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Thread: Comma Usage

  1. #1
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    Comma Usage

    I am trying to get a better grip on comma usage. If somebody could give this a look, I would very much appreciate their efforts. Thank you.





    The comma is used to separate elements in a series:
    “We purchased eggs, butter, and bread at the store yesterday.”
    “ They ran, played, and laughed”
    “Tommy jumped with joy, ran into the house, and hugged his mother.”
    “We walked down the path, through the forest, and into the cabin.” (?)



    The comma is used with a conjunction (and, but, for, nor, yet, or, so) to join two independent clauses:
    “Jim was angry at Bill, but he did not act on his feelings.”
    “The boys were very happy, for they had just returned from the candy store.”
    “We will not approve your vacation, nor will we give you a raise.”
    “Nancy was concerned about her rash, yet she did not call the doctor.”


    The comma is used to set off introductory elements (participle phrases, adverbial phrases and clauses):
    “Walking down the street, Craig realized he had forgotten his wallet.”
    “In the Northwest United States, the weather is usually cloudy and wet.”
    “Because he was always working long hours, Ted felt envy towards more fortunate people.”
    “At the sound of the bell, the children ran out of their classroom and onto the playground.”


    The comma is used to set off parenthetical elements and appositives:
    “The house down the street, which was build many years ago, is in poor condition.”
    “Her devious plan, to rule the world as a despot, is terribly evil.”
    “Lisa, my wife of twenty years, has a plan to rule the world.”
    “That book, which is dusty an worn, is on the table.”


    The comma is used to set off clauses that are not essential to the sentence:
    “(?)”
    “(?)”
    “(?)”
    “(?)”


    The comma is used to set off a clause to avoid misreading:
    “I knew she was ill when she called me, because I had talked with her doctor.”
    “The boy ran to school after his mother had served him breakfast, because he was very late.”
    “I worked as a machinist for a company that made sprockets, when I was younger.”
    “They lived next to a man who invented the coffee maker, in South Park.”(?)


    Do not put a comma between a conjunction and an interjection, adverbial modifier, or an adverbial clause:
    “We were young and wild, but of course, we did not know any better.”
    “ As a young man, I was stupid; and even though I had good advise, I still made foolish choices.”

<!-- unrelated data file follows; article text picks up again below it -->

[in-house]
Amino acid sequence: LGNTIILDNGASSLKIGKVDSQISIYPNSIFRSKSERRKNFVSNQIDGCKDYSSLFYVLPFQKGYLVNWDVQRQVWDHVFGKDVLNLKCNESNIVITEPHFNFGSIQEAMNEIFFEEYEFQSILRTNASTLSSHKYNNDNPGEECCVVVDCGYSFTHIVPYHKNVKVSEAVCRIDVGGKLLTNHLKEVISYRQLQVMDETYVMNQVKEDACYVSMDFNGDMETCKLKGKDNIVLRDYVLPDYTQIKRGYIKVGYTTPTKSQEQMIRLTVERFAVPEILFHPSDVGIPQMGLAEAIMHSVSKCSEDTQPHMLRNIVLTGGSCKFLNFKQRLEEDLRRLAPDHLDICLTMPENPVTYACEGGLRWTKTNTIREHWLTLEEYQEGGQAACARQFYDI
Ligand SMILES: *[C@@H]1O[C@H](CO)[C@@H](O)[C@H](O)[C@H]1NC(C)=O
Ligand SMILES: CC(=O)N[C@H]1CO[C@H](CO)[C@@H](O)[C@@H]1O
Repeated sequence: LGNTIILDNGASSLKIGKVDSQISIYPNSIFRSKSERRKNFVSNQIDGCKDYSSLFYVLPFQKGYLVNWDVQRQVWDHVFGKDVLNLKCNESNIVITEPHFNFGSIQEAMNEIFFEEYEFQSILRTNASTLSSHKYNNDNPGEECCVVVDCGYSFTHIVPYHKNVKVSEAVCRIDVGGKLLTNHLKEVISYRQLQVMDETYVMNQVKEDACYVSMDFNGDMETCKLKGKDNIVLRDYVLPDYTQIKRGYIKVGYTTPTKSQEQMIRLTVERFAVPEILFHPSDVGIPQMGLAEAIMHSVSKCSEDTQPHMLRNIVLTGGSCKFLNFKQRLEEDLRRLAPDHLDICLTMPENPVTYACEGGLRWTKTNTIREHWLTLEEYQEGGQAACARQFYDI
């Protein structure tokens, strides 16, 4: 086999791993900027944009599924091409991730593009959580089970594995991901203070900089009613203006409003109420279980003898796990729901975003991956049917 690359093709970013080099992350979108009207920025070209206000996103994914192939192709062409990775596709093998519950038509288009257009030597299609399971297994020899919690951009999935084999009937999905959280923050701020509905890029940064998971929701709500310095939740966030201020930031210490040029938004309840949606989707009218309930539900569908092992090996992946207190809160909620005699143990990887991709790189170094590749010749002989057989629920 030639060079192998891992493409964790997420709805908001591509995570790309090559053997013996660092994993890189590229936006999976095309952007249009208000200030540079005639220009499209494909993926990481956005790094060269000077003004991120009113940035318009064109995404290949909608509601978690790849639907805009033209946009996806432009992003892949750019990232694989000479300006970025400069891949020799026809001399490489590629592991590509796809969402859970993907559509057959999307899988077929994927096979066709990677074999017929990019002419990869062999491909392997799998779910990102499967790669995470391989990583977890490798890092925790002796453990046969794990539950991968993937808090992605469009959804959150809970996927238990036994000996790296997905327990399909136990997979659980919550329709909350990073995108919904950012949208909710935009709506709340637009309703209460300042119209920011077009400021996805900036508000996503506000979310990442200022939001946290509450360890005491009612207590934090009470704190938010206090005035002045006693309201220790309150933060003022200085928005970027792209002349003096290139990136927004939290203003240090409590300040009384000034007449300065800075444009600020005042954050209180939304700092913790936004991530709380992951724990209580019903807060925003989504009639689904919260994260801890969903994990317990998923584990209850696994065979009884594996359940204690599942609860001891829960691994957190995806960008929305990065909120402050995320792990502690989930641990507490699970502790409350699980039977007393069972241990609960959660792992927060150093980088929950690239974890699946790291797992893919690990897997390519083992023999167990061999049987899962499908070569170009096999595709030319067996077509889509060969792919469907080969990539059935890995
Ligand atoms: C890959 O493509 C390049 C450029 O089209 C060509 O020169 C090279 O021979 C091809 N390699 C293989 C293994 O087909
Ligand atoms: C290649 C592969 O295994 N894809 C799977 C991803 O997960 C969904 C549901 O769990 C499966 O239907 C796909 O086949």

“They still do not understand the problem, and frankly, I do not care.
    “We purchased a new car yesterday, and presumably, we can afford the payments.”


    Use a comma to separate absolute phrases from the body of a sentence:
    “The sun setting behind the distant hills, Tom and Louis decided to walk home.”
    “Our bill having been paid, we left the restaurant.”
    “Her arm broken and swollen, Jan ran home crying.”
    “Their breaths white in the early morning air, the hunters sat down for a rest.


    The comma is used to set off names of direct address:
    “How are you today, Tom?”
    “Ann, are you feeling well?”
    “I'm telling you, Bill, that there is no need for a new computer.”
    “Yes, I will see you at the party, Jane.”


    The comma is used to set off coordinate adjectives:
    “He was a large, intelligent man.”
    “She was a beautiful, playful child.”
    “That was a hot, delicious meal.”
    “They work for a big, impersonal company.”


    The comma is used to set off quoted elements:
    “I am not crazy!” she said, shouting at the top of her voice..
    “The problem is ,” he said, “that we have no money”
    Mr Harley writes, “ I have no problems except to earn a better living.”
    “We will be victorious.” he exclaimed. “Will you join us?”


    Do not use a comma if the quotation follows the word “that”:
    He said that “the quarterly revenues should look better in the following months.”


    Use a colon to set off lengthy quotations:
    He interrupted the conversation, said: “I do not believe we can change the world overnight, because our resources are limited, because we are small in number.”


    The comma is used to set off phrases that express contrast:
    “I did it for the money, not for love.”
    “She was an attractive woman, but very annoying.
    “We knew each other for only days, not for years.”
    “She was a flower without thorns, not a weed.”


    The comma is used to avoid confusion:
    “(?)”
    “(?)”
    “(?)”
    “(?)”

  2. #2
    Join Date
    Feb 2010
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    Re: Comma Usage

    Nobody will take a whack at this?

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